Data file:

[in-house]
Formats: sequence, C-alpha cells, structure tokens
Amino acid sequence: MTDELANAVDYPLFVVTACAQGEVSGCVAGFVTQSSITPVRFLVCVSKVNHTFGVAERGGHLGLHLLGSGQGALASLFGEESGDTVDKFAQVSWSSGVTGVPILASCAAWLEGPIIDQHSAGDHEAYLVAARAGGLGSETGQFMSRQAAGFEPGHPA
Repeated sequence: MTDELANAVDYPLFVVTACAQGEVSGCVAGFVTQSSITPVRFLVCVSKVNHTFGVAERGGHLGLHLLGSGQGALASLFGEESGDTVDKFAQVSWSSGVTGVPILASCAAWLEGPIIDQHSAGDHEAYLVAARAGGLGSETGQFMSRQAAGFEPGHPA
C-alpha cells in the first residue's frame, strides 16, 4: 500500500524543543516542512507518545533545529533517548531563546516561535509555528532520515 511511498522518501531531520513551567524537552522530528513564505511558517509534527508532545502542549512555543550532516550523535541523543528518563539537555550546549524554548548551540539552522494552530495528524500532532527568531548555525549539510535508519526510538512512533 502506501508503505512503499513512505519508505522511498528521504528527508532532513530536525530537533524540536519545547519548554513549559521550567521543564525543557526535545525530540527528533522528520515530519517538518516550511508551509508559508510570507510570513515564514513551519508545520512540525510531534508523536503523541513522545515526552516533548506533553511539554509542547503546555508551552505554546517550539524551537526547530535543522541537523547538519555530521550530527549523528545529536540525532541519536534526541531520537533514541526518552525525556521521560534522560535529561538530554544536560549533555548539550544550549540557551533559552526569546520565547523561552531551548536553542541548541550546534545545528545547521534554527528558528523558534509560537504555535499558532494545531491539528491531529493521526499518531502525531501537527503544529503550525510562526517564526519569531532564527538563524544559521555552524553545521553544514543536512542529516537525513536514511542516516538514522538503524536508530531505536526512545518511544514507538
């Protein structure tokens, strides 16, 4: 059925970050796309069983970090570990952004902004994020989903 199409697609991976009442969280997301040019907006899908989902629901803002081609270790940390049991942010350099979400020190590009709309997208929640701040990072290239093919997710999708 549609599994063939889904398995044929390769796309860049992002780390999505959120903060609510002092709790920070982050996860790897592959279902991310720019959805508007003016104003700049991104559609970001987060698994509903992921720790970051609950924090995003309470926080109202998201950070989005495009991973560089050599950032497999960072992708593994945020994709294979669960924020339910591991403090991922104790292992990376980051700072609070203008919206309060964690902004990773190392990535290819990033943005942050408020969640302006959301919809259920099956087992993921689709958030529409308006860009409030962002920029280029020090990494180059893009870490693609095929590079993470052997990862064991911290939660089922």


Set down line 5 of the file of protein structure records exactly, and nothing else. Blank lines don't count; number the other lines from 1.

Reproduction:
C-alpha cells in the first residue's frame, strides 16, 4: 500500500524543543516542512507518545533545529533517548531563546516561535509555528532520515 511511498522518501531531520513551567524537552522530528513564505511558517509534527508532545502542549512555543550532516550523535541523543528518563539537555550546549524554548548551540539552522494552530495528524500532532527568531548555525549539510535508519526510538512512533 502506501508503505512503499513512505519508505522511498528521504528527508532532513530536525530537533524540536519545547519548554513549559521550567521543564525543557526535545525530540527528533522528520515530519517538518516550511508551509508559508510570507510570513515564514513551519508545520512540525510531534508523536503523541513522545515526552516533548506533553511539554509542547503546555508551552505554546517550539524551537526547530535543522541537523547538519555530521550530527549523528545529536540525532541519536534526541531520537533514541526518552525525556521521560534522560535529561538530554544536560549533555548539550544550549540557551533559552526569546520565547523561552531551548536553542541548541550546534545545528545547521534554527528558528523558534509560537504555535499558532494545531491539528491531529493521526499518531502525531501537527503544529503550525510562526517564526519569531532564527538563524544559521555552524553545521553544514543536512542529516537525513536514511542516516538514522538503524536508530531505536526512545518511544514507538